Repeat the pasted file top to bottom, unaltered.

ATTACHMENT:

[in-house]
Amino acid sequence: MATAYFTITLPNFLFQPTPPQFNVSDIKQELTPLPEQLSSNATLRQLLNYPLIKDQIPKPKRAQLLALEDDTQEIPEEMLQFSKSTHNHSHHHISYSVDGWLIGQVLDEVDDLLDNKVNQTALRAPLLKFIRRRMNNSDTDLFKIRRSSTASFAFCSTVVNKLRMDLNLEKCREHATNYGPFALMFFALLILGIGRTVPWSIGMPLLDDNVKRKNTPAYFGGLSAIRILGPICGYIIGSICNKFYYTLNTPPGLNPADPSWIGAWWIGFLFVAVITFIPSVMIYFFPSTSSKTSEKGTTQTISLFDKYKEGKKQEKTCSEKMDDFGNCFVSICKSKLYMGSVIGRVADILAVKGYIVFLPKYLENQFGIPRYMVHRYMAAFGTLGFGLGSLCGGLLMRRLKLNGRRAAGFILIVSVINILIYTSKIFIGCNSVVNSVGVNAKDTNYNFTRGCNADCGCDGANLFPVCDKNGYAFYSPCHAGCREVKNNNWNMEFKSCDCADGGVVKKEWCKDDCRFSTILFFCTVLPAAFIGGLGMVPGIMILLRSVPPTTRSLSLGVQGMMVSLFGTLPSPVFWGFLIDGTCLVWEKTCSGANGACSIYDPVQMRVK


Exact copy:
[in-house]
Amino acid sequence: MATAYFTITLPNFLFQPTPPQFNVSDIKQELTPLPEQLSSNATLRQLLNYPLIKDQIPKPKRAQLLALEDDTQEIPEEMLQFSKSTHNHSHHHISYSVDGWLIGQVLDEVDDLLDNKVNQTALRAPLLKFIRRRMNNSDTDLFKIRRSSTASFAFCSTVVNKLRMDLNLEKCREHATNYGPFALMFFALLILGIGRTVPWSIGMPLLDDNVKRKNTPAYFGGLSAIRILGPICGYIIGSICNKFYYTLNTPPGLNPADPSWIGAWWIGFLFVAVITFIPSVMIYFFPSTSSKTSEKGTTQTISLFDKYKEGKKQEKTCSEKMDDFGNCFVSICKSKLYMGSVIGRVADILAVKGYIVFLPKYLENQFGIPRYMVHRYMAAFGTLGFGLGSLCGGLLMRRLKLNGRRAAGFILIVSVINILIYTSKIFIGCNSVVNSVGVNAKDTNYNFTRGCNADCGCDGANLFPVCDKNGYAFYSPCHAGCREVKNNNWNMEFKSCDCADGGVVKKEWCKDDCRFSTILFFCTVLPAAFIGGLGMVPGIMILLRSVPPTTRSLSLGVQGMMVSLFGTLPSPVFWGFLIDGTCLVWEKTCSGANGACSIYDPVQMRVK